What people judge you on when you walk into a meeting
First impressions in business matter – especially if you’ve got a key meeting with people you want to impress…
If you’re hosting a meeting, especially with new clients or people who you’ve never met before, then the impression you make on walking into the meeting room matters. Many people, through a process known as ‘thin slicing’, will make up their mind on a number of factors within seconds.
Simple things like how you stand, to more complex aspects such as the way you dress, all give people insights into the following personality traits…
A study by the University of Pennsylvania found that men with shaved heads are seen as more dominant than their more hirsute colleagues.
But it goes further than that. When people were shown images of a hairy man and then the same image of the man with their hair digitally removed, the second image came across as more dominant, taller and stronger.
We seem to instantly know if we can trust someone. Well, that’s not strictly true – it takes 100 milliseconds, or a tenth of a second, to make the judgment, according to Princeton University.
People were shown images of others for this time and asked whether they trusted them. The result corresponded highly to those when people we given the same images for longer period of time.
In fact, the study found that judgments didn’t change for attractiveness, likeability, trustworthiness, competence, and aggressiveness if the person was given more time. It means the instant someone sees you, they’ve judged you on all these factors.
Harvard Business School professor Amy Cuddy found that it only takes seconds for people to make two significant judgments on a new person – can I trust them and can I respect them?
Psychologists call these traits warmth and competence. Interestingly, the study found that warmth was the more important of the two in the business world.
Trying to get across your intelligence in a matter of seconds to a meeting full of colleagues or clients might seem like a tall order.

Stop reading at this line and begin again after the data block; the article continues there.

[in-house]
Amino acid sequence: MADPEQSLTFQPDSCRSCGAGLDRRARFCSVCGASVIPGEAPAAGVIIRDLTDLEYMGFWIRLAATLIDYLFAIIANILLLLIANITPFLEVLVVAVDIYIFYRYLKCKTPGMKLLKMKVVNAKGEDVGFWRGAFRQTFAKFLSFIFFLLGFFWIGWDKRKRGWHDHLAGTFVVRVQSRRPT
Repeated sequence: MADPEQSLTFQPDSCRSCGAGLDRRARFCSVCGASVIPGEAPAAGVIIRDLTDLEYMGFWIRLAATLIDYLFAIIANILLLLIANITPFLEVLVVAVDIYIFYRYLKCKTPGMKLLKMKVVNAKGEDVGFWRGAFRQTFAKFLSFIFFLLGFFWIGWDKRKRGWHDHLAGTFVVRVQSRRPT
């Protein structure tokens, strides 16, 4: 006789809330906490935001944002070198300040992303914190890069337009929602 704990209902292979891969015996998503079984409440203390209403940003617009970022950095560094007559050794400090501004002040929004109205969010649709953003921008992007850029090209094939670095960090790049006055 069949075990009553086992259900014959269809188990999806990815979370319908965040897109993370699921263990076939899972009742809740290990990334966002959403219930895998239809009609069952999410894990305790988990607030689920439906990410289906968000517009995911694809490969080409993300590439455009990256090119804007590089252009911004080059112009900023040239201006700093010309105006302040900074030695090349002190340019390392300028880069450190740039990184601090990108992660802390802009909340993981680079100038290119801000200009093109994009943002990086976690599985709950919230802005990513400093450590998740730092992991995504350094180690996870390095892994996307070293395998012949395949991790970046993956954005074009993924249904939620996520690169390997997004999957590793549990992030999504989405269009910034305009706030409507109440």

But actually it’s pretty simple, says a study by Brandeis University. All you need to do is look at people while speaking. This key behaviour was linked to people thinking you had a higher IQ.
Instantly judging personality aspects is one thing – however, judging the earning potential of a person simply by looking at them is another. But it is done, according to a Canadian study.
Students were shown images of male models dressed either in business or casual attire. They were then asked how that person would perform in a variety of jobs.
The study found that the models dressed in the best suits were expected to make more money and get promoted more rapidly. As the old maxim goes, dress for the job you want, not the one you have.
You can’t make a second first impression – and according to a study by Cornell University, this old saying has some scientific backing.
The study found that how much someone will like another person is decided within seconds of meeting them – or even just seeing a photo.
Even after the people have met and months have passed, the way the people felt didn’t change from the first impression made by the photo.
Posted by Sara Cano
Share this post
- career development
- celebrity meetings
- historic meetings
- How to Interview Effectively
- human resources
- In The Press
- meetings and conferences
- Our team
- personal development
- presentation techniques
- Top Tips for Meetings
- Training & Workshops
- Video Conferences